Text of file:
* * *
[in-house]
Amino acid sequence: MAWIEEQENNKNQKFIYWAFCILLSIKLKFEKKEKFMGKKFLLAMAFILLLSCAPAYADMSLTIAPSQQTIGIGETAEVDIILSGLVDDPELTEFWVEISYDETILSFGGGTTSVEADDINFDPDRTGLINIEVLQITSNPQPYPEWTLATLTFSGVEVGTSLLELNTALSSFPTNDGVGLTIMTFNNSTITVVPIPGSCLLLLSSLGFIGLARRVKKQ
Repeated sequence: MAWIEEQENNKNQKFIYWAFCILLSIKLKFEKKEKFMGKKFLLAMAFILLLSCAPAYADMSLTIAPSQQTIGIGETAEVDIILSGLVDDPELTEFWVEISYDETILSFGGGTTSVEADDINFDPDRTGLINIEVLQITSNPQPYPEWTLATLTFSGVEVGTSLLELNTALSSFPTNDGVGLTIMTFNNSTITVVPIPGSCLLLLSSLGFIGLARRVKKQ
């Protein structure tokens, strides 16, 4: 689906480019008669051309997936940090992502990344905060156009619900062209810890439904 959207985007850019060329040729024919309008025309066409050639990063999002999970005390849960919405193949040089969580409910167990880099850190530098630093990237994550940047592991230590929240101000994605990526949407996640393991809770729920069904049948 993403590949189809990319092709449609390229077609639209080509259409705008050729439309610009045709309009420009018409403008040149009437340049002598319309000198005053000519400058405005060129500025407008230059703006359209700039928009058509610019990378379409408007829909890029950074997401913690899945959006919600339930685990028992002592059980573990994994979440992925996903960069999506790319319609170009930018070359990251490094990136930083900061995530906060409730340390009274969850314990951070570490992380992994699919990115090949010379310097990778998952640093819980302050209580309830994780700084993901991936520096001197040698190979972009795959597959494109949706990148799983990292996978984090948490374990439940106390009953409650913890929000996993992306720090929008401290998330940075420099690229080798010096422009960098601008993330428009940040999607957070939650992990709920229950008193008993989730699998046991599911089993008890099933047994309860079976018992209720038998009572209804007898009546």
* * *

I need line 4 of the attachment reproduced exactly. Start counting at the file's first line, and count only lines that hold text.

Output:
């Protein structure tokens, strides 16, 4: 689906480019008669051309997936940090992502990344905060156009619900062209810890439904 959207985007850019060329040729024919309008025309066409050639990063999002999970005390849960919405193949040089969580409910167990880099850190530098630093990237994550940047592991230590929240101000994605990526949407996640393991809770729920069904049948 993403590949189809990319092709449609390229077609639209080509259409705008050729439309610009045709309009420009018409403008040149009437340049002598319309000198005053000519400058405005060129500025407008230059703006359209700039928009058509610019990378379409408007829909890029950074997401913690899945959006919600339930685990028992002592059980573990994994979440992925996903960069999506790319319609170009930018070359990251490094990136930083900061995530906060409730340390009274969850314990951070570490992380992994699919990115090949010379310097990778998952640093819980302050209580309830994780700084993901991936520096001197040698190979972009795959597959494109949706990148799983990292996978984090948490374990439940106390009953409650913890929000996993992306720090929008401290998330940075420099690229080798010096422009960098601008993330428009940040999607957070939650992990709920229950008193008993989730699998046991599911089993008890099933047994309860079976018992209720038998009572209804007898009546």